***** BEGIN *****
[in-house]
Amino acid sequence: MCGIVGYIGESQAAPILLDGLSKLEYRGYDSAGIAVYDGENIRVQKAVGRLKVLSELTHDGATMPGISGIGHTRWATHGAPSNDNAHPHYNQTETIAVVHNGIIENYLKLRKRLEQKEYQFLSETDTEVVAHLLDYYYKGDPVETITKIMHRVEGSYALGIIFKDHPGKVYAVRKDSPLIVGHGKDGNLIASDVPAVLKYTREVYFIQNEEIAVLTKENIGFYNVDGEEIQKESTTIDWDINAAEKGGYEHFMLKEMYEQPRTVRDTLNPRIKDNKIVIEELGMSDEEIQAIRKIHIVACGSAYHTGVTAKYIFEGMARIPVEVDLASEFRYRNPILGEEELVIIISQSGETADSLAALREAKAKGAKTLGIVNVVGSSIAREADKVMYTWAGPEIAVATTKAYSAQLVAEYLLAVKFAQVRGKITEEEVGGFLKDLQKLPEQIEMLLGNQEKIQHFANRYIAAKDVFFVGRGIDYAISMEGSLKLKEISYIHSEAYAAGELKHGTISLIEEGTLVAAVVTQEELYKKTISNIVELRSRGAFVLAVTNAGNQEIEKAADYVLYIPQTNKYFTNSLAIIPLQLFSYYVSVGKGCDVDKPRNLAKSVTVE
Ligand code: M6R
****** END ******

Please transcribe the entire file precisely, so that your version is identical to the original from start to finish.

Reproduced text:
[in-house]
Amino acid sequence: MCGIVGYIGESQAAPILLDGLSKLEYRGYDSAGIAVYDGENIRVQKAVGRLKVLSELTHDGATMPGISGIGHTRWATHGAPSNDNAHPHYNQTETIAVVHNGIIENYLKLRKRLEQKEYQFLSETDTEVVAHLLDYYYKGDPVETITKIMHRVEGSYALGIIFKDHPGKVYAVRKDSPLIVGHGKDGNLIASDVPAVLKYTREVYFIQNEEIAVLTKENIGFYNVDGEEIQKESTTIDWDINAAEKGGYEHFMLKEMYEQPRTVRDTLNPRIKDNKIVIEELGMSDEEIQAIRKIHIVACGSAYHTGVTAKYIFEGMARIPVEVDLASEFRYRNPILGEEELVIIISQSGETADSLAALREAKAKGAKTLGIVNVVGSSIAREADKVMYTWAGPEIAVATTKAYSAQLVAEYLLAVKFAQVRGKITEEEVGGFLKDLQKLPEQIEMLLGNQEKIQHFANRYIAAKDVFFVGRGIDYAISMEGSLKLKEISYIHSEAYAAGELKHGTISLIEEGTLVAAVVTQEELYKKTISNIVELRSRGAFVLAVTNAGNQEIEKAADYVLYIPQTNKYFTNSLAIIPLQLFSYYVSVGKGCDVDKPRNLAKSVTVE
Ligand code: M6R